Northrop N-3PB Nomad: The Floatplane That Helped Defend Norway

Northrop N-3PB

The Northrop N-3PB Nomad was a flexible and versatile seaplane that could handle various tasks. It came loaded with two .30 caliber machine guns and two 500 lb bombs, making it a tough contender in both aerial and ground combat. The N-3PB was utilized in reconnaissance and bombing operations against the German army, and was responsible for the destruction of multiple German ships.

Northrop N3P-B floatplane ww2
A Northrop N3P-B, 22 ‘GS-F’, of No. 330 (Norwegian) Squadron based at Akureyri, Iceland, in flight over the North Atlantic Ocean October 1941

Developed and assembled for Norway 

The Northrop N-3PB Nomad was created in the early 1940s by the Northrop Corporation for the Norwegian Air Force. The Norwegian government ordered 24 planes to be used for patrolling their coast and anti-submarine warfare. The N-3PB was designed as a floatplane equipped with retractable landing gear, making it suitable for both land and water operations. It had a single Wright R-1820-G205A radial engine and was equipped with two .30 caliber machine guns and two 500 lb bombs.

Royal Norwegian Navy Air Service Northrop N-3PB floatplane ww2
Royal Norwegian Navy Air Service Northrop N-3PB carrying out a test flight over Lake Elsinore, California early 1941

The first N-3PB prototype flew in December 1940, and production began the following year. However, due to World War II, the Norwegian Air Force was unable to accept delivery of the aircraft. Instead, it was used by the United States Navy and the Royal Norwegian Navy Air Service. Only a total of 24 N-3PBs were produced, with the final plane delivered in 1941. Despite its well-crafted design and versatility, the N-3PB was not produced in large quantities because float planes were not in high demand during the early years of the war. 

Northrop N3P-B of No. 330 floatplane
A Northrop N3P-B of No. 330 (Norwegian) Squadron RAF, is taxied out on the water at Akureyri, Iceland, for a patrol. stands on one of the floats to check the running of the engine. May 1942

U-boat killer

The Northrop N-3PB Nomad had some drawbacks that affected its fighting capacity. The craft’s weak engine restricted its speed and maneuverability, while its lightweight construction and lack of armor made it susceptible to enemy attacks. Furthermore, during takeoff and landing, particularly in rough waters, the N-3PB’s float design caused issues. Its short range and non-self-sealing fuel tanks also made it more vulnerable to dangers.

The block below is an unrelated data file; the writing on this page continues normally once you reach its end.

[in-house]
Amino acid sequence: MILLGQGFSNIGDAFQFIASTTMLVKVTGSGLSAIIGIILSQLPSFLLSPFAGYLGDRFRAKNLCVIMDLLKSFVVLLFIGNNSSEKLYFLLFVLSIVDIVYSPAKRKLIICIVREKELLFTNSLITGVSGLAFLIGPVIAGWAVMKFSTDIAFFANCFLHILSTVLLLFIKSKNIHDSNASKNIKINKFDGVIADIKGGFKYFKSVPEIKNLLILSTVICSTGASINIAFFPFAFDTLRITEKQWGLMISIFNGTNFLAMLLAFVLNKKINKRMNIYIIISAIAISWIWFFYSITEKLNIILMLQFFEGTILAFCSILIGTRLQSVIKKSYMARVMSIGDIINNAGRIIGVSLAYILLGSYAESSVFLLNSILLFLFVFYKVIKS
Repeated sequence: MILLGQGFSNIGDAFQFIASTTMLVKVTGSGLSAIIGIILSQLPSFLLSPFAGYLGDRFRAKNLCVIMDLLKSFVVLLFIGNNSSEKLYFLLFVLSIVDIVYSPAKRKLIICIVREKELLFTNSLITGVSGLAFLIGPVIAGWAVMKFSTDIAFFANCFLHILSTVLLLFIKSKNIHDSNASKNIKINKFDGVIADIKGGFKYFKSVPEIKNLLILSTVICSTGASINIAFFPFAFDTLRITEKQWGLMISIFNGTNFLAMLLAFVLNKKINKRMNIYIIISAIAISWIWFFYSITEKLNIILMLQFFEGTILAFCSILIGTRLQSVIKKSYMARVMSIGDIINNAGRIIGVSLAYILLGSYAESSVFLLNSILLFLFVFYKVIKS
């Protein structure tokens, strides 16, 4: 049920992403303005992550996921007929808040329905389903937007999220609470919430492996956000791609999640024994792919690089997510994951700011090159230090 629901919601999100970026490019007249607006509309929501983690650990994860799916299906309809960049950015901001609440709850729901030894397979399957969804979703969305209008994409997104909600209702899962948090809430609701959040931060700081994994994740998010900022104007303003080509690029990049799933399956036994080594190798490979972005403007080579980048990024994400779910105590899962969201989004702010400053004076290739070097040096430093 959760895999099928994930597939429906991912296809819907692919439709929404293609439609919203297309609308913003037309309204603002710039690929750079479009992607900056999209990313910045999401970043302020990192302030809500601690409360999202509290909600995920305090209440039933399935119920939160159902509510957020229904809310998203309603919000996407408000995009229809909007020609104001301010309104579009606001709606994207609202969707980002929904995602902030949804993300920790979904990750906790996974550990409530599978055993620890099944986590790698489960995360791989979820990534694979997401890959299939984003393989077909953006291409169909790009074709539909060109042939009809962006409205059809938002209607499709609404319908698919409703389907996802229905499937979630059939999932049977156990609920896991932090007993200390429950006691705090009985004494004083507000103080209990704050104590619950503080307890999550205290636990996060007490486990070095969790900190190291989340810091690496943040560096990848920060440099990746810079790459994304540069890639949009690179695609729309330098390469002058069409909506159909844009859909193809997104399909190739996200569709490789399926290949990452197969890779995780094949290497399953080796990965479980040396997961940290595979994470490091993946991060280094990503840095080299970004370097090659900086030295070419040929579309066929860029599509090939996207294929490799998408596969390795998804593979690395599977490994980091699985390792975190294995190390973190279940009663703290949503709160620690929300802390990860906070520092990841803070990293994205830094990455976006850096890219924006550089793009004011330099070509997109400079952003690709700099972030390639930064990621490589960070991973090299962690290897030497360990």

Northrop N3P-B floatplane
Northrop N-3PB of the Norwegian-manned No. 330(N) Squadron operated out of Iceland, October 1941

Despite these limitations, the N-3PB played a critical role in coastal defense and anti-submarine warfare during WWII. Its versatility made it an effective reconnaissance and bombing aircraft, and it contributed significantly to Norway’s defense. Even though production issues limited the supply of planes, the N-3PB’s unique and innovative design remains a crucial piece of aviation history. It is a testament to Northrop Corporation’s engineering expertise during WWII.

One of the rarest WWII aircraft

The N-3PB Nomad airplane was retired from service after World War II ended. The aircraft’s small production numbers and the emergence of more advanced planes caused its retirement from active duty. After the war ended, most of the remaining N-3PBs were sold off or destroyed. Today, there is only one fully intact N-3PB, which is displayed at the Norwegian Armed Forces Aircraft Collection in Gardermoen, Norway.

aircraft museum Northrop N3P-B
The restored N-3PB (c/n 320) displayed at the Norwegian Armed Forces Aircraft Collection Photo: Pål Næss

Although its service time was brief, the N-3PB had a significant impact on the Allied war effort during WWII. The aircraft’s adaptability and groundbreaking design made it an effective weapon for missions such as coastal defense, anti-submarine warfare, and reconnaissance. The N-3PB’s accomplishments in battle showcased Northrop Corporation’s aircraft manufacturing capabilities, and helped to establish the groundwork for future advancements in aviation technology.